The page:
Veteran sitcom actor Jay Harrington, 43, was raised in Wellesley and attended Wellesley High School before studying acting at Syracuse University. He spent several years doing stage work in New York before moving to Los Angeles. Best known for his title role in the ABC comedy Better Off Ted, he has also appeared on shows such as Coupling, Desperate Housewives, Hot in Cleveland, The Inside and Private Practice. His movie credits include American Reunion, True Love, Partner(s), Whatever It Takes, Anywhere but Here and the locally produced The Love Guide. He has also lent his voice to the animated feature A Monster in Paris. His latest role was Phil, a public defender and avid gambler, on the USA comedy Benched, and he’ll appear in the upcoming indie drama Hey Brother, hitting screens in 2015.
Jay Harrington: I’m actually pretty good at it. Put it this way: I get an email twice a week from the Hard Rock asking when I’m coming back.
Yeah. But the first time I went to Vegas, I brought $200 with me. I thought if I only brought that much, what was the worst that could happen? I was down $200 in about 40 minutes, and I had no bank card, no credit card. So I just walked around the casino, and I remember seeing David Schwimmer at the craps table. It was at the height of Friends, and I remember thinking, “I want to be him someday.”
One thing you’d like to erase from your resume? Because I look like such a weirdo, an episode of Star Trek: Voyager. I played the assistant to Donny Most. I had all these prosthetics, this weird nose thing, and it took a really long time to do it. Nothing against Star Trek or Happy Days, but that’s one.
It is a great name. They can put it on my tombstone in parentheses.
American Reunion [Laughs] It was unfairly overlooked by pretty much everyone. I think maybe 10 people saw that movie. I was surprised it didn’t do better.
Biggest lie on your acting resume? My one day that I filled in on Tony ’n Tina’s Wedding for a traveling show in New Jersey. I made it look like I was on a national tour or something.
I swore during Home & Family on the Hallmark Channel, which is like all moms and grandmas in the audience. I think I referred to my character as a “jerk-off.” Didn’t go over so well.
People say I remind them of George Clooney, or John Hamm, sometimes. If I was a little thinner, Adam Levine. I don’t see any of it, but it’s flattering.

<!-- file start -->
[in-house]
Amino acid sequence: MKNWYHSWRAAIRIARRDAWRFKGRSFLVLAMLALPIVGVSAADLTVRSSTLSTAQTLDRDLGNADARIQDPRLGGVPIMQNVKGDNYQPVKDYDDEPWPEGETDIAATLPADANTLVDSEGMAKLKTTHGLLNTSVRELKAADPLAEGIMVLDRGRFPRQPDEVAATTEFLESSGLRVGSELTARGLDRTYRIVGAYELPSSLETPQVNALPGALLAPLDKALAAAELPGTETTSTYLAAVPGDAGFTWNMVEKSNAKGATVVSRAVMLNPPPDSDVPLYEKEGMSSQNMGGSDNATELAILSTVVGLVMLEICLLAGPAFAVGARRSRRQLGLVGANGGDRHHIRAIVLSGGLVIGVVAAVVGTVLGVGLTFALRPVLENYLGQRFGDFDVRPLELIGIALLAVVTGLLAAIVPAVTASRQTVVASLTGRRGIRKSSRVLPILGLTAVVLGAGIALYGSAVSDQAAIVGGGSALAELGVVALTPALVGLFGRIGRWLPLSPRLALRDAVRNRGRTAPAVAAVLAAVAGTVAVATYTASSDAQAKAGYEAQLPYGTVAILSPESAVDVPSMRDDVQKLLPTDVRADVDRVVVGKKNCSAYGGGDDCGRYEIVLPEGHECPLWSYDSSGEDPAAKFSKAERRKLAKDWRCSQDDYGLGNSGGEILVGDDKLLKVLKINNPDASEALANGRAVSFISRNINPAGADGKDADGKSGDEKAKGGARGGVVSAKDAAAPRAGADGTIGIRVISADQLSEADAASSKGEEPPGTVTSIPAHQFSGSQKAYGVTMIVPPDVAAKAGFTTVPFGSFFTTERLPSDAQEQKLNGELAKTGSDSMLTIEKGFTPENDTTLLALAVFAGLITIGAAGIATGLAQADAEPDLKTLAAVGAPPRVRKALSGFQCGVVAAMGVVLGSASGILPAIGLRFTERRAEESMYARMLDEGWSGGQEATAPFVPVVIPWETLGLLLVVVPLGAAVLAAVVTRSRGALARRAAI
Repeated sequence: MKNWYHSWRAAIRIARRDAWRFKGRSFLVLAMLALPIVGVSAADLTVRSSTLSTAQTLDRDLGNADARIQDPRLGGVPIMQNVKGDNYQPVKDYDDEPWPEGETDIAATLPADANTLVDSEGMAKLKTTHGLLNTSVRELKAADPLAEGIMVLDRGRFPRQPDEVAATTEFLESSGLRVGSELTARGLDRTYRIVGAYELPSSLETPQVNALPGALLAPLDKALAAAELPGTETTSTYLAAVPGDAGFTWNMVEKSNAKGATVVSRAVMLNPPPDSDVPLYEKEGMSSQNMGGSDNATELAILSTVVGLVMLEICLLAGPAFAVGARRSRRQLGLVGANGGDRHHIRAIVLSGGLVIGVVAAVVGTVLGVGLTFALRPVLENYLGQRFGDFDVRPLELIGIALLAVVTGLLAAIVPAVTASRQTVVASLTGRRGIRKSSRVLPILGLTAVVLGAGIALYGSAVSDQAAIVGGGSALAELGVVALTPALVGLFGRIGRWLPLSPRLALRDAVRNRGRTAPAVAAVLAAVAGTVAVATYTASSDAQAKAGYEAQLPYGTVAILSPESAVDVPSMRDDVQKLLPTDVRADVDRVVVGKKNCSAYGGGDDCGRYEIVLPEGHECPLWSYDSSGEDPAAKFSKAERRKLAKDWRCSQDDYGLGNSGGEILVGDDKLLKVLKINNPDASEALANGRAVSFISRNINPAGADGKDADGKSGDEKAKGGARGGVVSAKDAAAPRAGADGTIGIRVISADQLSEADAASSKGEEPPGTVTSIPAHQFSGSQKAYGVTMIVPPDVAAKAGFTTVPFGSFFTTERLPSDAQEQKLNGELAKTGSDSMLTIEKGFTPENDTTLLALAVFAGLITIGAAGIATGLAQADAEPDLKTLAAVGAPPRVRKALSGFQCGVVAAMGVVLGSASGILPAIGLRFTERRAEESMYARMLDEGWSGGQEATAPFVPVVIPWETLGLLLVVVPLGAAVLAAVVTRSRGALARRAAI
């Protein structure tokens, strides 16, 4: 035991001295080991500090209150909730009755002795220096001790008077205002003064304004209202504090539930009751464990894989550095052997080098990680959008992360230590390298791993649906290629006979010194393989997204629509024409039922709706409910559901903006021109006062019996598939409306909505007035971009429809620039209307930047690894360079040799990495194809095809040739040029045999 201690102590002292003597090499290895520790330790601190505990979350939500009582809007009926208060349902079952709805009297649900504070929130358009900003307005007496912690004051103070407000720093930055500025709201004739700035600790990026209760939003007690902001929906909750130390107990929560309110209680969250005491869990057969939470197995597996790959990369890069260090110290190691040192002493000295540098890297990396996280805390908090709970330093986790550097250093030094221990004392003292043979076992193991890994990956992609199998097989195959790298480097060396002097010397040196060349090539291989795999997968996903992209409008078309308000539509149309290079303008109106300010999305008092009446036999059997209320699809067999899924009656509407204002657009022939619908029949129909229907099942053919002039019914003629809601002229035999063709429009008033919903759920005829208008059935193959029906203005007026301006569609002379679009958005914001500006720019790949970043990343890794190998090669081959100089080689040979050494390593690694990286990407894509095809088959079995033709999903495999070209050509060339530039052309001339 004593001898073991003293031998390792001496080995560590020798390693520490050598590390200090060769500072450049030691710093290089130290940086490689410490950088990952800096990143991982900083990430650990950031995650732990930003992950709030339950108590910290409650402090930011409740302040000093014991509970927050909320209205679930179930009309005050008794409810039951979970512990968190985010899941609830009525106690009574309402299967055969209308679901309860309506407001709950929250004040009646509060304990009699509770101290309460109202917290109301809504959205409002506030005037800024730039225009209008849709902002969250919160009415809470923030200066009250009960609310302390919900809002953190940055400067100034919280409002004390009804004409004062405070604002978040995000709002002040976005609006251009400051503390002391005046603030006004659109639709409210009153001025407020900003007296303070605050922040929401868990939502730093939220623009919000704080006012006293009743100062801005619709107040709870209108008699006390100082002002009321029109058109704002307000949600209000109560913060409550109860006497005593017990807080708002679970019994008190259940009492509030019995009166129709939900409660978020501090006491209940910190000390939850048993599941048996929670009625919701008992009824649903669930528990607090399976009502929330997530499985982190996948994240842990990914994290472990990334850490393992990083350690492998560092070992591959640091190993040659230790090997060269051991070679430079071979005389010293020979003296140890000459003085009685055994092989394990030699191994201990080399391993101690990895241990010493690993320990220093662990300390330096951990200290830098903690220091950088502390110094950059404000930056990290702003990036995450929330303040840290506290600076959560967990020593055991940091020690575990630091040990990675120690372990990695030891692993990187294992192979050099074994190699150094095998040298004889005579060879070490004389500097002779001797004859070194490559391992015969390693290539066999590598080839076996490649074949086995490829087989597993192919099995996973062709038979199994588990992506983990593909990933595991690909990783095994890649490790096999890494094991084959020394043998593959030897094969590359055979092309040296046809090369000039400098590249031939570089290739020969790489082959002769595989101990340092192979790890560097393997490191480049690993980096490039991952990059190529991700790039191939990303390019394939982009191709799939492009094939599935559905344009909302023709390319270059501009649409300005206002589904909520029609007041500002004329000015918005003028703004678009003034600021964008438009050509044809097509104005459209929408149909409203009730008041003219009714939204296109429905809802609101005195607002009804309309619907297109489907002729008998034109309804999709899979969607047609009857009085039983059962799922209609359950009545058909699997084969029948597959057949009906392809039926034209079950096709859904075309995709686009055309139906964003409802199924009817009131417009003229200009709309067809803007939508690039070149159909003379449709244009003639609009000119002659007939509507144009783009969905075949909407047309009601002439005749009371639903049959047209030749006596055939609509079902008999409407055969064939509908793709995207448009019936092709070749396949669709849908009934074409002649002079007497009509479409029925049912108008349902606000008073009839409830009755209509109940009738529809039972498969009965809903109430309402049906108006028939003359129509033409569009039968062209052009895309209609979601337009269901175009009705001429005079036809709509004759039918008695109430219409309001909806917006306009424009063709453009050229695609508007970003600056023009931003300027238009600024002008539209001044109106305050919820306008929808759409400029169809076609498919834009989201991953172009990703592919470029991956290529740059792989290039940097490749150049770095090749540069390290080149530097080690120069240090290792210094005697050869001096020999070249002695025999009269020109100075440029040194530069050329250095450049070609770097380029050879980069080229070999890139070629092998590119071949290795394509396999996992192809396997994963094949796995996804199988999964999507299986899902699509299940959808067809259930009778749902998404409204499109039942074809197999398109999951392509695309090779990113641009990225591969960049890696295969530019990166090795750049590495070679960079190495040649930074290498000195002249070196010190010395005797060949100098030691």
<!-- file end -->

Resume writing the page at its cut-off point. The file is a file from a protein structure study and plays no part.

Not bad. So tell me about Portia de Rossi. She is hilarious. And she’s so real, for someone who could put on airs or do whatever she wants. I love her.
Mad Men. I’ve watched it since day one, and I can’t wait for it to come back.
Fantasy love scene partner? I’m thinking of my girlfriend here, and I don’t want her to get pissed off. So I think I’ll go with Ellen DeGeneres.
Thing about Boston you miss the most when you’re in L.A.? Besides family and friends, I think the Cape in the summer and fall. I was lucky enough the past two years to do back-to-back movies here in the fall.
Ice hockey. I’m a huge Bruins fan. The Bruins logo is my screen saver on my phone.
Favorite athlete? Right now, for everything he encompasses, it’s got to be [Tom] Brady. The guy’s almost my age. When you’re a sports fan and you’re watching these kids in their 20s, you start to feel like the old guy. So when there’s someone close to your age and they’re still doing it, and at that level, it’s just amazing. He loves his wife and his family. He just seems like a fundamentally decent guy. I think we need more of that in sports.
Unfortunately, I’m not good enough to play hockey professionally. I think if I’d harnessed my ADD and learned to study well, I could have been a lawyer. My mom says I can argue anything.
Best audition disaster story? I threw up, not too long ago, either, at USA. It was a show that did not make it to air. I’d had food poisoning on a Wednesday, and the audition was on Friday. In two days, I had lost maybe 10 pounds. It was awful, but by Friday, I was thinking I was OK. It was me and two other guys, going up for the main role in a pilot that I thought was great. I’m thinking, “This is the one.” The lights were really intense, and I started. The adrenaline kicked in, which is usually good, but then I started to feel that cold flop sweat and I started feeling faint. I said, “Excuse me. I have to leave.” And I went straight to the bathroom and threw up.
Role you auditioned for and didn’t get but really wanted? The Playboy Club. I thought that was going to be network’s answer to Mad Men. The original script was really, really good, and dark. I was one of the first people they saw, and I was devastated that I didn’t get it. But thank God. I dodged a bullet.
It can be pouring, but you still need to wear sunglasses, because it’s always so bright out.
The fact that we’re still living on streets that were designed for horse and buggy.
How’s your Boston accent? After a few drinks, it’s pretty good, but it’s not really in my wheelhouse. My dad kinda had one, but I don’t have a great accent. I just sort of throw a “wicked” in there every few words.
Funniest person you’ve ever worked with? Andrea Anders and Eliza Coupe are tied, because they’re both female leads on shows I worked on, they’re both very pretty, and yet have the dirtiest trucker mouths and say the filthiest things imaginable. They’re hilarious.
LOCATION: W BOSTON HOTEL; GROOMING: LORI GREENE / ENNIS INC.; STYLING: JEFF LAHENS / DRESSCODE BOSTON; WARDROBE: ARMANI SUIT AND BURBERRY SHIRT FROM SAKS FIFTH AVENUE, GENERAL KNOT & CO. TIE, ALLEN EDMONDS BELT, PIN AND POCKET SQUARE